Designated Areas for Sustainable Tourism Administration (Public Organization)

Chak Ngaew Chinese Market: A Cultural Walking Street

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          “Chak Ngaew Chinese Market”, an old market with an outstanding stretch of wooden shophouses, has opened its door to welcome visitors and tourists to experience Thai – Chinese cultures and ways of life.

          Although “Chak Ngaew Chinese Market” is located in Pattaya, its name has sometimes been forgotten. The majority of the residents in this market are senior citizens and children. Most of adults and young adults in the community have moved to find jobs in Pattaya, Bangkok, and other cities, leaving their grandparents, children, and grandchildren home.

          The Designated Areas for Sustainable Tourism Administration (Public Organization) or DASTA has recognized a precious history of Chak Ngaew Chinese Market and; therefore, has coordinated with the community and other related local agencies to bring the market back to life. The old community has recently been developed into a walking street which showcases the local ways of life of Thai – Chinese people. The walking street is open for the visitors to visit on every Saturday from 3 p.m. to 9 p.m.

          Chak Ngaew Chinese Market is located in Huay Yai subdistrict, Bang Lamung district of Chonburi province. The distinctive characteristic of this market is that it is a 100-year-old market inside the Thai – Chinese community.

          Mr. Sutarak Sunthornwipat, manager of the designated area office 3, has mentioned that traces of the prosperity of Chak Ngaew Chinese Market in the past still remain and can be seen through a 50-year-old cinema, an opium factory, a number of old shops, and Chao Mae Tubtim Shrine or “Ama Chak Ngaew Shrine” which is highly respected by people in the community. It is believed that Chao Mae Tubtim is a Chinese goddess who protects all the sailors and voyagers as well as making the rain fall in its season.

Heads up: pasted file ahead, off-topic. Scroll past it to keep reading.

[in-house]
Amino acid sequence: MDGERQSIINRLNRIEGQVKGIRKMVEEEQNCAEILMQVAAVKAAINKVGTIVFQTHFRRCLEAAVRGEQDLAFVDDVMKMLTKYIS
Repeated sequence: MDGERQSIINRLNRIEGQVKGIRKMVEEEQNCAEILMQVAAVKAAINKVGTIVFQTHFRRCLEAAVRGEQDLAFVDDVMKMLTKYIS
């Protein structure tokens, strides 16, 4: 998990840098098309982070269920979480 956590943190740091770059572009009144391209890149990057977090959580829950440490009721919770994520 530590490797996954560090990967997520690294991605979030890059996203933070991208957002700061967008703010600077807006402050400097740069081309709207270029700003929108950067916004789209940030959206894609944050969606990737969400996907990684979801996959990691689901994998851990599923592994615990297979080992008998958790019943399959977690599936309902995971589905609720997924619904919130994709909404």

Mr. Sutarak Sunthornwipat

          There is no solid evidence indicating how long the image of Chao Mae Tubtim had been found. To the local people’s knowledge, they have been paying respect to the goddess for about 100 years ago. It is said that a group of local fishermen had found a floating timber in the sea and it had then been carved into the image of Chao Mae Tubtim as seen nowadays. Every year, there will be a festival to pay respect to Chao Mae Tubtim. There will be mediums and a traditional Chinese-style merit making ceremony called “Tay Krajard” among other activities. This festival is a local tradition that has been conducted from generations to generations and it is also considered as a spiritual anchor for people in the community.



            Additionally, there is a Ban Chak Ngaew Community Tourism Club which has been working on developing the market and the community to become a traditional Thai – Chinese cultural walking street. The remaining traditional Chinese-style houses and ways of life can still be witnessed. The examples would be an ancient pond and a long line of over 300 wooden shophouses built along the street and around the community.

          One of the charming characteristics of Chak Ngaew walking street is that everyone in the community has made an agreement not to allow vendors from outside the community to set up shops or stalls in the market. Also, the local merchants will only sell locally-made products and food in order to present the community’s uniqueness. The visitors will get to enjoy a myriad of local dishes which are made with original recipes passed down from generations to generations. The must-try delicious menus are “Hoi Jo” or deep fried crab meat rolls, pork floss, Chinese pastries, fish maw soup, crispy rice vermicelli, fried mussel pancakes, fish noodles, chicken and duck braised in Chinese five-spice broth, Chinese rolled noodle soup, Vietnamese crepes, “Ba Chang” or Chinese steamed wrapped glutinous rice in bamboo leaves, Thai-style steamed curry with snakehead fish, and Chinese chive dumplings.

          DASTA has not only helped revive the market and make it more lively and attractive to the visitors, but these positive changes also make the senior citizens proud of themselves while the children and grandchildren can come back home to help with the family’s businesses.

          “One thing that is much more important than preserving the local ways of life and increasing earnings to the community is a picture of a happy family where everyone – grandparents, parents, and children – are spending time together because that is a true and long-lasting happiness,”